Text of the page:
The U.S. Department of Commerce has opened an inquiry into whether companies are circumventing anti-dumping and countervailing duty orders on steel rebar from Mexico by bending the product “at one or both ends.”
The Commerce Department press release announcing the inquiry did not specify which companies are being investigated.
Mexico was the fourth-largest foreign supplier of steel rebar in 2018. Imports of rebar from Mexico in 2018 were valued at $51 million.
Port Laredo, the Port of Houston and El Paso, Texas, account for around 70% of imports of Mexican rebar coming into the U.S.
Steel rebar can be used in the construction of everything from buildings, bridges, seawalls, highway entrance and exit ramps, docks, parking garages, and tunnels.
The newest rebar inquiry is the second time in the last five years that the Commerce Department has investigated Mexican companies for possible dumping of rebar into the U.S. market.
The department also recently investigated Turkey, but determined there was no dumping of rebar.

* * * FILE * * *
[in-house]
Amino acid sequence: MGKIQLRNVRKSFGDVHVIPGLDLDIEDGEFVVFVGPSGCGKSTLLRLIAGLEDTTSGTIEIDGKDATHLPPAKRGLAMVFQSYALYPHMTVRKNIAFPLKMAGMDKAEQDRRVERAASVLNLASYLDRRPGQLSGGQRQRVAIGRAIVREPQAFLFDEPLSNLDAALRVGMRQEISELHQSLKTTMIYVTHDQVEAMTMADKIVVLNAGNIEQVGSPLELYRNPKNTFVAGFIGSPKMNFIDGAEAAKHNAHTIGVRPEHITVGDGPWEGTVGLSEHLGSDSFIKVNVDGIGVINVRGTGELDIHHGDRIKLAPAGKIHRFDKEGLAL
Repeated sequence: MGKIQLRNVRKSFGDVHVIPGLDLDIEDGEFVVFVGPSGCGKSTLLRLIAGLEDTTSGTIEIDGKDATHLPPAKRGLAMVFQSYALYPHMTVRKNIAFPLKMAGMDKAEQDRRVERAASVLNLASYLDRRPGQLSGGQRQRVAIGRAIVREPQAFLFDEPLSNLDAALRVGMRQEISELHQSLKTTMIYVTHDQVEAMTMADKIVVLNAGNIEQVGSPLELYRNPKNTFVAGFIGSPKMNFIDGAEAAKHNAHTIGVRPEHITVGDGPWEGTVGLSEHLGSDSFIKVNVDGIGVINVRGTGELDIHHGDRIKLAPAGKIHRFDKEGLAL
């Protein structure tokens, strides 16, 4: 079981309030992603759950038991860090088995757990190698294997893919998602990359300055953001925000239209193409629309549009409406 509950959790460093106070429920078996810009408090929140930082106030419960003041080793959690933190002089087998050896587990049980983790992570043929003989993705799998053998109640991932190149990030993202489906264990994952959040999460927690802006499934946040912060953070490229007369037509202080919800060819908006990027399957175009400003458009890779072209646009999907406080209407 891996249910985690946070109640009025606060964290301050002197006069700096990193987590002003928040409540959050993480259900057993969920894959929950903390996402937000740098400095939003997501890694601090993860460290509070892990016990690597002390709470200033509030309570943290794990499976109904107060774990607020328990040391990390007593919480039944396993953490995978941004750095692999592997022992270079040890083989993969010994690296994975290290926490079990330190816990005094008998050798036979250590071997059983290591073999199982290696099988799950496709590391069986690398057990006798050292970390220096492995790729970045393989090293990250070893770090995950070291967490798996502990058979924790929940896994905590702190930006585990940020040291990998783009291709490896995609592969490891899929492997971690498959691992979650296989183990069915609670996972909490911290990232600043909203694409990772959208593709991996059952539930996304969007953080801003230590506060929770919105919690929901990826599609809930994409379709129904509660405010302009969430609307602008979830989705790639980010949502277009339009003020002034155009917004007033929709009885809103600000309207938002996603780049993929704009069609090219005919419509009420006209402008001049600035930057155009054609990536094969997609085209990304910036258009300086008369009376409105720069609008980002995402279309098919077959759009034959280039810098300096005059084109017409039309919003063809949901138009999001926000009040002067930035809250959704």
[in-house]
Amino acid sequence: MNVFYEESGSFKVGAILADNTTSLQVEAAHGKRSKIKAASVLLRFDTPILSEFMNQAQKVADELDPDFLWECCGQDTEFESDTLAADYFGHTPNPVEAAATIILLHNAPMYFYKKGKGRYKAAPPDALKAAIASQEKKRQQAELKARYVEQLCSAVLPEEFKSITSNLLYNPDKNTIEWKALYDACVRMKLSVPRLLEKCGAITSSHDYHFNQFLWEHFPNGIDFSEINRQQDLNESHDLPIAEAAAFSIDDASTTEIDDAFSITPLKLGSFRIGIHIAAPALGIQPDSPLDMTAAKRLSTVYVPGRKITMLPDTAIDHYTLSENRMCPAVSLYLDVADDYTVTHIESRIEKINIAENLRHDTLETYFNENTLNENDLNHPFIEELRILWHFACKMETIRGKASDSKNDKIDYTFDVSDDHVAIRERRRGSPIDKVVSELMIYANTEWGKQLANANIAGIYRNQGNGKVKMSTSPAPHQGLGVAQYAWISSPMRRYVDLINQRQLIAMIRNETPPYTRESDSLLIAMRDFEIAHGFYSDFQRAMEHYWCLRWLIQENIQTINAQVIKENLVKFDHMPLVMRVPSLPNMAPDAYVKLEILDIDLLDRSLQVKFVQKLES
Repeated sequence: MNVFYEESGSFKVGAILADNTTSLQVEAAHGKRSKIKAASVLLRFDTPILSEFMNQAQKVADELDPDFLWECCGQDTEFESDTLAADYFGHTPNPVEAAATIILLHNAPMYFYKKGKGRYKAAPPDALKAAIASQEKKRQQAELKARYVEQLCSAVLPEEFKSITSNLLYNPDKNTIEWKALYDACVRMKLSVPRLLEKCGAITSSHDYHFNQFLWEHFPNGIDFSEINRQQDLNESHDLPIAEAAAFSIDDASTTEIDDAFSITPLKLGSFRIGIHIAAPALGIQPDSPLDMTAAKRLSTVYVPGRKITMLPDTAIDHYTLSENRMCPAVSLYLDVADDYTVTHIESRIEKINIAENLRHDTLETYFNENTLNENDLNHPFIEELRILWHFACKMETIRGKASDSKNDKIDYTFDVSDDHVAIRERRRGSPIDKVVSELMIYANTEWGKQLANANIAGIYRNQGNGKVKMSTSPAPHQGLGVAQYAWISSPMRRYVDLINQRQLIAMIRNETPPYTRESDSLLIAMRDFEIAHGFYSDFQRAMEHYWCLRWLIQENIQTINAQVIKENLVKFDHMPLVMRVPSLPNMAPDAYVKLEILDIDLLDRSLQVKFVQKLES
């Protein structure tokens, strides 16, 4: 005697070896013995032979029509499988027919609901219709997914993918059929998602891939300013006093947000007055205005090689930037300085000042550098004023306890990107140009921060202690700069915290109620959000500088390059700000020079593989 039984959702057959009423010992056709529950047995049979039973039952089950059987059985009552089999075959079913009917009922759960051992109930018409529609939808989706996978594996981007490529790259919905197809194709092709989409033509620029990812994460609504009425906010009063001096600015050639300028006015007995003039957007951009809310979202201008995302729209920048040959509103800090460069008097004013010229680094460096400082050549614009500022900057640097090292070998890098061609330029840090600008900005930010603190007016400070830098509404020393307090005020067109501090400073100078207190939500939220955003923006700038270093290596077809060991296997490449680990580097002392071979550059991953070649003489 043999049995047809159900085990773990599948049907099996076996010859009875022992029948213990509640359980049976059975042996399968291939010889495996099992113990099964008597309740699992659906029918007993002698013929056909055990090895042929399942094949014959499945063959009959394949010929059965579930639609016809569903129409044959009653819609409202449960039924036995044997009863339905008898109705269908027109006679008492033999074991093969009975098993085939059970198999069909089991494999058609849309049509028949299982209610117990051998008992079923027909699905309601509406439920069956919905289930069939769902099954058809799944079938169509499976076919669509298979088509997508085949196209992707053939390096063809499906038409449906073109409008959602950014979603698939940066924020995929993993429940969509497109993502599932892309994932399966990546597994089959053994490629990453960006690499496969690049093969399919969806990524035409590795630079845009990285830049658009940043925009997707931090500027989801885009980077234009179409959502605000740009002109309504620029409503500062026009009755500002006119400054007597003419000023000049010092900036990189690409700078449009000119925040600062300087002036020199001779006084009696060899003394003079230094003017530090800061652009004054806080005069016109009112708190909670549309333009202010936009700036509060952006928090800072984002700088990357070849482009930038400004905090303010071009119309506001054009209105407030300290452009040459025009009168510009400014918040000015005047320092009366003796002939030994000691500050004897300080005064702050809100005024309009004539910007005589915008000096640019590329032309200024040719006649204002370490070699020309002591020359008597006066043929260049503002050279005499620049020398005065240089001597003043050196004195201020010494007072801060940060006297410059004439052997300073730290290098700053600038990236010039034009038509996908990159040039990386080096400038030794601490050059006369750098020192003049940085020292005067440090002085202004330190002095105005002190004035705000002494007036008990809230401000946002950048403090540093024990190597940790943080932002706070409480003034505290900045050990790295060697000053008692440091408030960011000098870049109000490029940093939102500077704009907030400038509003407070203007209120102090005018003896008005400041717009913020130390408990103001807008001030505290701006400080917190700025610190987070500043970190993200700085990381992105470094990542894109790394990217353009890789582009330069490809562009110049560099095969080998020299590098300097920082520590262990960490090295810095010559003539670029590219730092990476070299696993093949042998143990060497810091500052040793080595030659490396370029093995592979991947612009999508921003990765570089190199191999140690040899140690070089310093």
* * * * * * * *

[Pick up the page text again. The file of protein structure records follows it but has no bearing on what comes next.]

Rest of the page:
The most recent case with the U.S. Department of Commerce was filed by the Rebar Trade Action Coalition.
The Rebar Trade Action Coalition’s individual members include: Byer Steel Group, Inc., of Cincinnati, Ohio; Commercial Metals Co., of Irving, Texas; Gerdau Armisteel US, Inc., of Tampa, Florida; Nucor Corp. of Charlotte, North Carolina; and Steel Dynamics, Inc., of Pittsboro, Indiana.
In the past five years, the Rebar Trade Action Coalition has filed cases against Mexico, Turkey, Japan and Taiwan.
The Commerce Department said it will instruct U.S. Customs and Border Protection to begin collecting cash deposits on rebar from Mexico if it determines the anti-dumping duties are being improperly circumvented, according to the release.